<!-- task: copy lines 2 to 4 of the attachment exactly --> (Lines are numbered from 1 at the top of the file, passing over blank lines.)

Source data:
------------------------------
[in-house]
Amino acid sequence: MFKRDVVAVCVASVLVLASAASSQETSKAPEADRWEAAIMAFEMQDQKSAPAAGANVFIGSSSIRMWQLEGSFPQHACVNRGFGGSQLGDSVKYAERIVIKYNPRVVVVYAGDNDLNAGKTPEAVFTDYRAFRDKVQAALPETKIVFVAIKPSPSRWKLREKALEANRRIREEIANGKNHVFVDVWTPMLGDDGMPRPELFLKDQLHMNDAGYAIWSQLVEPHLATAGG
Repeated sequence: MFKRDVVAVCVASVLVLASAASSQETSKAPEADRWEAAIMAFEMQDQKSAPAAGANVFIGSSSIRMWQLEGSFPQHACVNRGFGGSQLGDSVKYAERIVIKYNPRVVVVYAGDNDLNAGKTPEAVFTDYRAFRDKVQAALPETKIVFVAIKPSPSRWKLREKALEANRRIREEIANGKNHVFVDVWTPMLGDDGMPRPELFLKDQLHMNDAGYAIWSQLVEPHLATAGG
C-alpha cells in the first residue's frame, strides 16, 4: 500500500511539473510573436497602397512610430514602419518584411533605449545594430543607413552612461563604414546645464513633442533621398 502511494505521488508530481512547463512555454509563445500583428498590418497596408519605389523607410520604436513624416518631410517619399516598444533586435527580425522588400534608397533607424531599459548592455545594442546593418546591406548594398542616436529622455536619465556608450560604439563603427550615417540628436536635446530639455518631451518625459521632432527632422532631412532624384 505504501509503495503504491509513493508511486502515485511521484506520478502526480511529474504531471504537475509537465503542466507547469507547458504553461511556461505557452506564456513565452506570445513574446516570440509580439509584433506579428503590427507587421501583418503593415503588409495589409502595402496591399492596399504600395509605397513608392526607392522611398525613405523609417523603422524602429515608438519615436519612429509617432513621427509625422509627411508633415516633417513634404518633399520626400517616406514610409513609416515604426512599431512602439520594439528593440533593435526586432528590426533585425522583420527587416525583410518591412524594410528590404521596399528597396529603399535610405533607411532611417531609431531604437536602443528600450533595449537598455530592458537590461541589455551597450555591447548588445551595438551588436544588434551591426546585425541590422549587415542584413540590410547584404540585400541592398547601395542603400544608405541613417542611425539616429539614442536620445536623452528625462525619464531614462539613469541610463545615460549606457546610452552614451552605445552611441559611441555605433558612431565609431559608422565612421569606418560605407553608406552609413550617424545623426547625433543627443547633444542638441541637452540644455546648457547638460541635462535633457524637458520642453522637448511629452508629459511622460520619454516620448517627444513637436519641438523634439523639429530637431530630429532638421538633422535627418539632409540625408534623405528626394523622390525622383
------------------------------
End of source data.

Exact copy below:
Amino acid sequence: MFKRDVVAVCVASVLVLASAASSQETSKAPEADRWEAAIMAFEMQDQKSAPAAGANVFIGSSSIRMWQLEGSFPQHACVNRGFGGSQLGDSVKYAERIVIKYNPRVVVVYAGDNDLNAGKTPEAVFTDYRAFRDKVQAALPETKIVFVAIKPSPSRWKLREKALEANRRIREEIANGKNHVFVDVWTPMLGDDGMPRPELFLKDQLHMNDAGYAIWSQLVEPHLATAGG
Repeated sequence: MFKRDVVAVCVASVLVLASAASSQETSKAPEADRWEAAIMAFEMQDQKSAPAAGANVFIGSSSIRMWQLEGSFPQHACVNRGFGGSQLGDSVKYAERIVIKYNPRVVVVYAGDNDLNAGKTPEAVFTDYRAFRDKVQAALPETKIVFVAIKPSPSRWKLREKALEANRRIREEIANGKNHVFVDVWTPMLGDDGMPRPELFLKDQLHMNDAGYAIWSQLVEPHLATAGG
C-alpha cells in the first residue's frame, strides 16, 4: 500500500511539473510573436497602397512610430514602419518584411533605449545594430543607413552612461563604414546645464513633442533621398 502511494505521488508530481512547463512555454509563445500583428498590418497596408519605389523607410520604436513624416518631410517619399516598444533586435527580425522588400534608397533607424531599459548592455545594442546593418546591406548594398542616436529622455536619465556608450560604439563603427550615417540628436536635446530639455518631451518625459521632432527632422532631412532624384 505504501509503495503504491509513493508511486502515485511521484506520478502526480511529474504531471504537475509537465503542466507547469507547458504553461511556461505557452506564456513565452506570445513574446516570440509580439509584433506579428503590427507587421501583418503593415503588409495589409502595402496591399492596399504600395509605397513608392526607392522611398525613405523609417523603422524602429515608438519615436519612429509617432513621427509625422509627411508633415516633417513634404518633399520626400517616406514610409513609416515604426512599431512602439520594439528593440533593435526586432528590426533585425522583420527587416525583410518591412524594410528590404521596399528597396529603399535610405533607411532611417531609431531604437536602443528600450533595449537598455530592458537590461541589455551597450555591447548588445551595438551588436544588434551591426546585425541590422549587415542584413540590410547584404540585400541592398547601395542603400544608405541613417542611425539616429539614442536620445536623452528625462525619464531614462539613469541610463545615460549606457546610452552614451552605445552611441559611441555605433558612431565609431559608422565612421569606418560605407553608406552609413550617424545623426547625433543627443547633444542638441541637452540644455546648457547638460541635462535633457524637458520642453522637448511629452508629459511622460520619454516620448517627444513637436519641438523634439523639429530637431530630429532638421538633422535627418539632409540625408534623405528626394523622390525622383